• Modern Healthcare featured a piece on how regional payers are adopting virtual first plan designs. The article focuses on Priority Health in Michigan among other plans, which saw 5,000 members sign up for the virtual plan in 2020 after only expecting 3,000 members. The 5% - 10% cost savings offered versus other plans certainly will help drive enrollment! The mention in here of the parallels between the adoption of virtual-first insurance with HMOs of ‘yester-year’ is thought provoking. Lots of tailwinds behind this trend at the moment, but how are we going to look back on it in 10 years? Link.
  • Some excellent Substack posts from the past week:
  • Nikhil Krishnan on the food as medicine space. The Geisinger Fresh Food Farmacy referenced provides a really interesting example of where a payer / provider can have the right incentives to invest in programs like these. For a $2,400 investment per member they saw costs per member decrease from $240,000 to $48,000 per member per year. Link.
  • Joe Connolly wrote a fascinating piece on the rise of digital care delivery models and how the next phase of growth will come from companies targeting consumers directly. He presents some interesting thoughts on different approaches companies are taking to owning consumer relationship using Hinge and Teladoc as good examples. Link.
  • Ginger’s CEO, Karan Singh, shared some really good perspective on the Ginger journey and how it’s found its footing as a mental health startup over the last decade. It looks like this is just Part 1 of a multipart series exploring many aspects of the journey - business model pivots, leadership changes, etc. - which I’m quite excited to check out. The context he provides around the board conversation at difficult moments and the different perspectives of the different VCs is quite interesting. So is the journey they went on from being a tech platform to a provider of care. Quite indicative of the last 10 years of evolution in the space more generally. Link.

Data:

  • CMS posted its January 2021 membership file for Medicare Advantage and Part D plans, providing an early glimpse into how the MA plans grew from 2020 - 2021. Note this doesn’t cover the full open enrollment period (it’s represents sign-ups through Dec 4th so misses a few days of open enrollment that the February file will capture), but it does start to provide a picture of how membership is shaking out for the next year. The picture it paints is a reminder of how important brand is for individuals selecting their MA benefits as the big incumbent players dominate the growth in the space. Link (CMS enrollment file). Link (the quick Google Doc analysis below).
  • I’ll caveat this analysis by saying that the plan type distinctions in the CMS enrollment file are as confusing to me as anyone else, and I’m sure there are a lot of folks subscribed here who know this stuff better than I and I am always happy to take feedback on ways to do this kind of analysis better :).
  • The analysis below isn’t a perfect apples to apples comparison, as you’ll note some organizations in the chart below like Welbe are focused on PACE plans, not Medicare Advantage. The numbers include PACE, Cost, and Demo plans (I excluded the Prescription Drug Plan enrollment). The size of PACE, Cost, and Demo plan enrollment don’t seem to change the overall picture here.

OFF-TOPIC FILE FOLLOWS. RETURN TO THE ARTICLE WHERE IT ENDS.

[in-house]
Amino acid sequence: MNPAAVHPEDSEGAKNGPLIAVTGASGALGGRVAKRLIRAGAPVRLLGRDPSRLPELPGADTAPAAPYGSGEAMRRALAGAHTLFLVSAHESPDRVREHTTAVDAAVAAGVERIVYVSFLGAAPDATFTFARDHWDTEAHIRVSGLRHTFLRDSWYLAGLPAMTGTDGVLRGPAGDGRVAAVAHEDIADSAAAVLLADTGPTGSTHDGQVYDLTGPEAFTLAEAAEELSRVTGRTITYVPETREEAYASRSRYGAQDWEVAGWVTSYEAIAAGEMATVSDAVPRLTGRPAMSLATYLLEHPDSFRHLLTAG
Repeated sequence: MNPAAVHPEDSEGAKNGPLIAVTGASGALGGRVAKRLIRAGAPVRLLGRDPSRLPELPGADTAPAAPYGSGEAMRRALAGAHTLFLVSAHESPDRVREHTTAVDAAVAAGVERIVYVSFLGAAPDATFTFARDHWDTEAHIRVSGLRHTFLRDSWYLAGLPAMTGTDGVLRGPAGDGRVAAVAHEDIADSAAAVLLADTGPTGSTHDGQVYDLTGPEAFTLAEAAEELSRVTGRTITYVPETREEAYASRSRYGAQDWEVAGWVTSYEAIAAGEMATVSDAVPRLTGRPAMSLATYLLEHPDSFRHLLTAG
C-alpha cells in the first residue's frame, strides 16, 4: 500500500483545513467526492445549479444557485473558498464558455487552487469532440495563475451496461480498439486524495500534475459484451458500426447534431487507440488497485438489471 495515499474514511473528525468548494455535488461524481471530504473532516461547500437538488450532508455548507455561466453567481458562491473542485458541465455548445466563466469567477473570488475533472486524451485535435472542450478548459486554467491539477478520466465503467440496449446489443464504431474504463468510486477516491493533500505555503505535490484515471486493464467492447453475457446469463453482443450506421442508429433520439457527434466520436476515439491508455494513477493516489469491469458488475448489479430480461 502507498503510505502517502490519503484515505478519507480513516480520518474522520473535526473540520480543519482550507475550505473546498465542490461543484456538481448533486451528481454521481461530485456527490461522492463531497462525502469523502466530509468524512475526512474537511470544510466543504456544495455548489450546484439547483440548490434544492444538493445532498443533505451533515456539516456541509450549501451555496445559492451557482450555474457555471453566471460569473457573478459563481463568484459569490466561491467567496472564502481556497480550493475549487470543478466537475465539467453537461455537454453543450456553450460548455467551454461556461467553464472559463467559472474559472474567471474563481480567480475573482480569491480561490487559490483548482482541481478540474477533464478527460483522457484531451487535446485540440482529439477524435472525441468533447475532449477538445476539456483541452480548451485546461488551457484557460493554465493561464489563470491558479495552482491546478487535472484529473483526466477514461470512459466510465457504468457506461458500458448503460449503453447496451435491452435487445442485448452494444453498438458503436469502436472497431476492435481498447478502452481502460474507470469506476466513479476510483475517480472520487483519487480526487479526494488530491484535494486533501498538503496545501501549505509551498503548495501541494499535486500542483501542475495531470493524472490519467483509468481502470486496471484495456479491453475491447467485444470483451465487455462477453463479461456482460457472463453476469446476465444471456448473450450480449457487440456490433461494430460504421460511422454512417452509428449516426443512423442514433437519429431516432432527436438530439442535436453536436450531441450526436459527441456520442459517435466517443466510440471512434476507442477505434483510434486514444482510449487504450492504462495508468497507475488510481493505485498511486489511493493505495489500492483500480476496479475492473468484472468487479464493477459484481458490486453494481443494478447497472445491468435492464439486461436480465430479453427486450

• Bright Health’s membership illustrates the differences in growing via acquisition versus organic growth. Brand New Day grew significantly more than Bright - with growth that rivals any other MA startup. Meanwhile Bright’s membership grew by less than 1,000 members. That acquisition continues to look really dang smart on their part.
  • All the startup MA plans have solid year-over-year growth percentages, in particular Devoted. But in aggregate all of the startups combined have only grown something like 75k lives. Compare that to UHG, which grew by ~800k lives. In total the seven BigCos listed grew membership by 2 million out of the 2.2 million in growth over last year. Wild
  • Clover had solid growth on the whole adding 12k members, although Clover’s Walmart plans currently only have 1,100 members, with 998 members in one plan and 102 members on the other plan.
  • A 100+ page annual report was published on the Comprehensive Primary Care Plus program and I’m not even gonna pretend like I read this whole thing. The report cites some small improvements in quality from the program thus far, but increased costs. A section towards the end discusses the cost increases (see pg 92). CPC+ had basically no impact on better managing spend, and so the additional payments CPC+ made to practices were just a net addition to overall spending.
  • KFF took a look at the coverage gap that exists in the twelve states that have chosen not to expand Medicaid. Of the 2.2 million people in this country who fall in that coverage gap, 97% of them are in the South. Link.

Jobs:

  • 7wireVentures, a consumer digital health focused VC fund, is hiring an investment analyst. Link.
  • Collective Health, a platform for managing employee health benefits, is hiring a partnerships manager. Link.
  • Groups, an opioid treatment platform, is hiring two health plan sales roles. Link.
  • Included Health, an employer-focused digital health platform for the LGBTQ+ community, is hiring a marketing lead. Link.
  • Iora Health, a MA primary care clinic provider, is hiring a product manager for its tech platform, Chirp. Added benefit is that you can join their super awesome team in Minneapolis. Link.
  • Kyruus, a provider data management and patient access platform, is hiring a corp dev / strategy role. Link.
  • Lumere, a platform for medical device supply chain management, is hiring a product manager for its EHR analytics product. Link.
  • Season, a food as medicine startup, is hiring for operations and business development roles. Link.